The tax preparation solutions provider TaxAct recently began notifying an undisclosed number of customers that their personal information may have been inappropriately accessed.
"We have concluded that an unauthorized third party accessed your TaxAct account between November 10 and December 4, 2015," the company stated in a letter [PDF] sent on January 11, 2016 to those affected. "We have no evidence that any TaxAct system has been compromised and believe the third party used username and password combinations obtained from sources outside of our system."
"In addition to your username and password, we have reviewed our website logs for account activity after this attempted access, and found that the tax return(s) stored in your account may have been opened or printed," the company added. "These documents may contain your name and Social Security number, and may also contain your address, driver's license number, and bank account information."
"We recently suspended a small number of accounts – less than 0.25 percent ... after identifying instances of suspicious activity," a company spokeswoman told SC Magazine. "As a result of our existing processes, we identified the issue early and prevented any further data from being compromised."
All those affected are being offered a 12 month subscription to ID Experts' MyIDCare service.
Andrew Komarov, chief intelligence officer at InfoArmor, told eSecurity Planet by email that cybercriminals now have access to toolkits that allow them to brute force and cross-check stolen data from different sources in order to access other services such as TaxAct. And tax data like the information stolen in this case, Komarov noted, isn't only useful for financial attacks or identity theft. "It reveals a lot of sensitive information about the victim, such as for example, who is employed by specific organizations, which can be useful for cyber espionage targeting," he said.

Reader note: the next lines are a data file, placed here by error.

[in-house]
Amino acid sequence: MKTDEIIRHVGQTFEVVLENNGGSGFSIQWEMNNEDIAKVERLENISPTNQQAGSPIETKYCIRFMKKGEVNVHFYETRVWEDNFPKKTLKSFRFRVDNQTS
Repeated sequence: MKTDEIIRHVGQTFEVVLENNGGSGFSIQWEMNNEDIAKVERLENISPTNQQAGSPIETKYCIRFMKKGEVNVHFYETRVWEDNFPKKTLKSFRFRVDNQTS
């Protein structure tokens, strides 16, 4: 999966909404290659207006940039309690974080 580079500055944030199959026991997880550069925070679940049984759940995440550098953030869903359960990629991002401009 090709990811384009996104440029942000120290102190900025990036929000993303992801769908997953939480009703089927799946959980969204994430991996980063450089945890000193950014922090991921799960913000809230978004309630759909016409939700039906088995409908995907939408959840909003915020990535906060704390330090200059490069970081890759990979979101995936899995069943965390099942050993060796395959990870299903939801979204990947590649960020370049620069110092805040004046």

Still, Jeff Hill, channel marketing manager at STEALTHbits Technologies, said by email that TaxAct's statements regarding the breach may ultimately be seen as disingenuous. "They admit the attackers operated for 25 days without detection, but claim credit for identifying the issue 'early,'" he said. "In addition, they cryptically describe their customers' credentials as being obtained 'from an outside source,' confidently deflecting responsibility without any detail. One can appreciate the clever use of language to minimize concern and sidestep culpability, but it wouldn’t be surprising to find there's much to this story than meets the eye."
Last month, a Ping Identity survey of more than 1,000 U.S. enterprise employees found that half of respondents admitted reusing passwords for work-related accounts, and 62 percent admitted reusing passwords for personal accounts.
A recent eSecurity Planet article examined how to secure data in a post-perimeter world.
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